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CFI Ratings

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Active member
Feb 25, 2002
I am currently working for a 135-operation full time, however, I was thinking about getting my CFI, CFII, and MEI so that I can instruct part time. I have several friends, who could train and sign me off, so I can get the ratings pretty cheap. The question is this:

If I earn my CFI, CFII and MEI but do not acquire a lot of dual given, how will this look to prospective airline employers? Good, Bad, or what?


P.S. To those of you who want to start another debate on PWings, etc. (you know who you are!), PLEASE do not do so on this post. I am genuinely interested in this topic.

Mahalo Nui Loa:cool:
Actually, I really really dought that the airlines will look that closely and how many hours it took you to get your CFI or whatever. All they see is that you have the rating. How many times it took you to pass is alot more important then the hours it took you. I wouldn't worry about it. If you can get it cheap then go for it. It's another feather in your cap when you decide to move on.
Good Luck.

The fact that your already flying 135 and then decided to continue your ratings while activaly flying looks really good also. Alot of people will quit trying to add to their ratings after they get their first flying gig.

It won't matter a whit if you instruct 100 hours or a thousand hours, with respect to how it makes you look. Strive to be the best instructor you can be; someone who isn't trying to "build hours," but who takes a genuine interest in the student. Strive to be a great instructor, and teacher. It will provide a little extra income, a great reward in terms of satisfaction and accomplishment, and it's something you can do for the rest of your life as you will.

Good luck!!
CFI benies

Hey, my friend, now you're cooking with gas! 328dude is right on. You don't need to give 3500 hours of dual as I have to derive the benefit of a CFI. The CFI is another, excellent credential to put on your resume. It is a great credential to offer to a company. It demonstrates that you have acquired and achieved a high degree of learning. It demonstrates that you can communicate your learning to others. Instruct even a few hours and sign a couple of people off and you will have demonstrated communication, teaching and human relations skills.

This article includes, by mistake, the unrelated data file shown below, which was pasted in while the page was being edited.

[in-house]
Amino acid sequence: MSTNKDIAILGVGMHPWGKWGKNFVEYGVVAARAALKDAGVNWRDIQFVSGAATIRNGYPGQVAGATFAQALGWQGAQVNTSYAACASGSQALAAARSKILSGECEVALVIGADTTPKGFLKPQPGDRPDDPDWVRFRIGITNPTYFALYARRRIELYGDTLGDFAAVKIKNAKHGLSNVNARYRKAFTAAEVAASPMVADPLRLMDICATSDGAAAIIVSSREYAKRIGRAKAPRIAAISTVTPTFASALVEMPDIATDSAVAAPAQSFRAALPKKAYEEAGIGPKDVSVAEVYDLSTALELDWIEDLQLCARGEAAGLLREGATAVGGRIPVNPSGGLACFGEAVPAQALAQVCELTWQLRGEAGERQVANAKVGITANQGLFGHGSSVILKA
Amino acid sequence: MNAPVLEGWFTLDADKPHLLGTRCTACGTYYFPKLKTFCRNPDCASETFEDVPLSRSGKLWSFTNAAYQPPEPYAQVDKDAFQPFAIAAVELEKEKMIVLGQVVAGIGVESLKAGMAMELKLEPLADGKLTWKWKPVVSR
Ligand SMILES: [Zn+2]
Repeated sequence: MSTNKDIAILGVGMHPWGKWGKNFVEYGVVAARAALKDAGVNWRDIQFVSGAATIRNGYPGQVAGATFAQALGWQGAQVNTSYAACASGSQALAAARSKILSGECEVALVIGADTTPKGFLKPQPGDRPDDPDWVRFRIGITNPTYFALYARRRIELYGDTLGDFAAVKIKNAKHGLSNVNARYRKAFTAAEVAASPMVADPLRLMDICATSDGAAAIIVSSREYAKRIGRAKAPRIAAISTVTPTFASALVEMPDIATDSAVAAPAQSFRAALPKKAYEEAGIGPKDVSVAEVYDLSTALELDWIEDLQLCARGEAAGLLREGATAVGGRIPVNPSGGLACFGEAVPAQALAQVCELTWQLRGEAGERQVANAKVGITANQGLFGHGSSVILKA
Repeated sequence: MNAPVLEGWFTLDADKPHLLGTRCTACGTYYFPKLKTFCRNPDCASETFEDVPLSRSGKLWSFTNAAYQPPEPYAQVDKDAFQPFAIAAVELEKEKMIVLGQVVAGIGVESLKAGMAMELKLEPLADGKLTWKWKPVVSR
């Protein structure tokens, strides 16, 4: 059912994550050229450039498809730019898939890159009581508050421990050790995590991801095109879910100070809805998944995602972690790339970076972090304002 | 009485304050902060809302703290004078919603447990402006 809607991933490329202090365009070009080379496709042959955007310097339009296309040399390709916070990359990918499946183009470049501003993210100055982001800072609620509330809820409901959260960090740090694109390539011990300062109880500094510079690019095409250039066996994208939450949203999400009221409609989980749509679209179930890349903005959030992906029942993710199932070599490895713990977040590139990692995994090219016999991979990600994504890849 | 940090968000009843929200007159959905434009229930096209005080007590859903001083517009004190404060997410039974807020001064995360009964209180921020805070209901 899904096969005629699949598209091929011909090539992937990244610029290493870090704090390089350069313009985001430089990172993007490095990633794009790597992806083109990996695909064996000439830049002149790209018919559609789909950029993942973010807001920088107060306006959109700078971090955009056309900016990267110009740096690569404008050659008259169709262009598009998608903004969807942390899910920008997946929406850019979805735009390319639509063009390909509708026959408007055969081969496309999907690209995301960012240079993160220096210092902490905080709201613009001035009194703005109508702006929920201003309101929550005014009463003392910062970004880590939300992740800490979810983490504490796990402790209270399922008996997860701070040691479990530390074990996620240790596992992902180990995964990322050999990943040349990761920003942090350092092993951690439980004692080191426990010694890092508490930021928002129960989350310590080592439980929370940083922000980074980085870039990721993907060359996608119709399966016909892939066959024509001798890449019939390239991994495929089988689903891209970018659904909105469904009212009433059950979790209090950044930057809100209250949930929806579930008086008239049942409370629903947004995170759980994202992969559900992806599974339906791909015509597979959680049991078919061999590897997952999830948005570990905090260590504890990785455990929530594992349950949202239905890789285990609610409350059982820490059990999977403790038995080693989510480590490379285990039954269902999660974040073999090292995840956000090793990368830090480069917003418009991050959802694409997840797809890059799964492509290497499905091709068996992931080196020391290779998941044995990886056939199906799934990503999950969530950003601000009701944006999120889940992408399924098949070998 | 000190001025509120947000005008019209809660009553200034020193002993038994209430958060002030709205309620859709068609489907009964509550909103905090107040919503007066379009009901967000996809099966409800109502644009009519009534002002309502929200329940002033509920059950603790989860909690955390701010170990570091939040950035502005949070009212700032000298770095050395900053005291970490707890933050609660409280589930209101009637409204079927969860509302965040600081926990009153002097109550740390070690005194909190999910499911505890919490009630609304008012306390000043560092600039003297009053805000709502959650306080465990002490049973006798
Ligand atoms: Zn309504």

A CFI may open the door to the training department at some company, and the back door to a crew slot. At Mesa's flight school, instructors are eligible for upgrade to the line.

You can only benefit by earning the rating and if you can do it on the cheap, so much the better. Good luck with your training.
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Go for the CFI. The fact that you were able to build your hours without instructing so far, and still wanting to get your CFI speaks highly of your drive and desire to learn. It can only help you. Even if you don't instruct much, it still helps round out your qualifications and experience. Best of luck!
Good Idea

Thanks for the feedback. I am gonna start exploring the CFI thing more (primarily, how I am going to be able to squeeze in the training between my flying schedule and college).

Thanks again for the good feedback, I always learn something on this board!


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